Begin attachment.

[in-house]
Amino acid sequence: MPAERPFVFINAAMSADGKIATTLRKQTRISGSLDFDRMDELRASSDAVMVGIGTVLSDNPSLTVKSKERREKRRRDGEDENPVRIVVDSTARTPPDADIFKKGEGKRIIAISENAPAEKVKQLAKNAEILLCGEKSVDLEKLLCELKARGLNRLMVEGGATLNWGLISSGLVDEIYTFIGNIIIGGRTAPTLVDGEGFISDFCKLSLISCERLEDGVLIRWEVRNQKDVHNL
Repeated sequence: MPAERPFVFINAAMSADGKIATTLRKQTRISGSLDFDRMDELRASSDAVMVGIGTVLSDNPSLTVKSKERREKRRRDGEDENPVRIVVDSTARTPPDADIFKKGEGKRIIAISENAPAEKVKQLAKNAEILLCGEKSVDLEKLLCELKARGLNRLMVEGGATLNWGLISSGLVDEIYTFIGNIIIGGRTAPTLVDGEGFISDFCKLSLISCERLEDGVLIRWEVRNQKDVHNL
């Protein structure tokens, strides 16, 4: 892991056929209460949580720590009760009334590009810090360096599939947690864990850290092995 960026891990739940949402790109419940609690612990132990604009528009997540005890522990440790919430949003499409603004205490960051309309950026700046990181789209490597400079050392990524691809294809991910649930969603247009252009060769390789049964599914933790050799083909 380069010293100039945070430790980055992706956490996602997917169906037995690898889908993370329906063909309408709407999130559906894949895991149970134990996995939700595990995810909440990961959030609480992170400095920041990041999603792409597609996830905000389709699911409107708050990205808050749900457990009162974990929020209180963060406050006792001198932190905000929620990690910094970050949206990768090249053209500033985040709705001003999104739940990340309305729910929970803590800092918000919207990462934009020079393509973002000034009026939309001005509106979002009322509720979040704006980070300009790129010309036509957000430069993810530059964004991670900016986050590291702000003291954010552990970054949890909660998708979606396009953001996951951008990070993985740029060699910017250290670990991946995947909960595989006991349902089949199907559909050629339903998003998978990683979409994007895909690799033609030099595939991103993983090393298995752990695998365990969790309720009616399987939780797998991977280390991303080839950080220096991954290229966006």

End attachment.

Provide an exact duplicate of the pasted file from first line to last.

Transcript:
[in-house]
Amino acid sequence: MPAERPFVFINAAMSADGKIATTLRKQTRISGSLDFDRMDELRASSDAVMVGIGTVLSDNPSLTVKSKERREKRRRDGEDENPVRIVVDSTARTPPDADIFKKGEGKRIIAISENAPAEKVKQLAKNAEILLCGEKSVDLEKLLCELKARGLNRLMVEGGATLNWGLISSGLVDEIYTFIGNIIIGGRTAPTLVDGEGFISDFCKLSLISCERLEDGVLIRWEVRNQKDVHNL
Repeated sequence: MPAERPFVFINAAMSADGKIATTLRKQTRISGSLDFDRMDELRASSDAVMVGIGTVLSDNPSLTVKSKERREKRRRDGEDENPVRIVVDSTARTPPDADIFKKGEGKRIIAISENAPAEKVKQLAKNAEILLCGEKSVDLEKLLCELKARGLNRLMVEGGATLNWGLISSGLVDEIYTFIGNIIIGGRTAPTLVDGEGFISDFCKLSLISCERLEDGVLIRWEVRNQKDVHNL
């Protein structure tokens, strides 16, 4: 892991056929209460949580720590009760009334590009810090360096599939947690864990850290092995 960026891990739940949402790109419940609690612990132990604009528009997540005890522990440790919430949003499409603004205490960051309309950026700046990181789209490597400079050392990524691809294809991910649930969603247009252009060769390789049964599914933790050799083909 380069010293100039945070430790980055992706956490996602997917169906037995690898889908993370329906063909309408709407999130559906894949895991149970134990996995939700595990995810909440990961959030609480992170400095920041990041999603792409597609996830905000389709699911409107708050990205808050749900457990009162974990929020209180963060406050006792001198932190905000929620990690910094970050949206990768090249053209500033985040709705001003999104739940990340309305729910929970803590800092918000919207990462934009020079393509973002000034009026939309001005509106979002009322509720979040704006980070300009790129010309036509957000430069993810530059964004991670900016986050590291702000003291954010552990970054949890909660998708979606396009953001996951951008990070993985740029060699910017250290670990991946995947909960595989006991349902089949199907559909050629339903998003998978990683979409994007895909690799033609030099595939991103993983090393298995752990695998365990969790309720009616399987939780797998991977280390991303080839950080220096991954290229966006």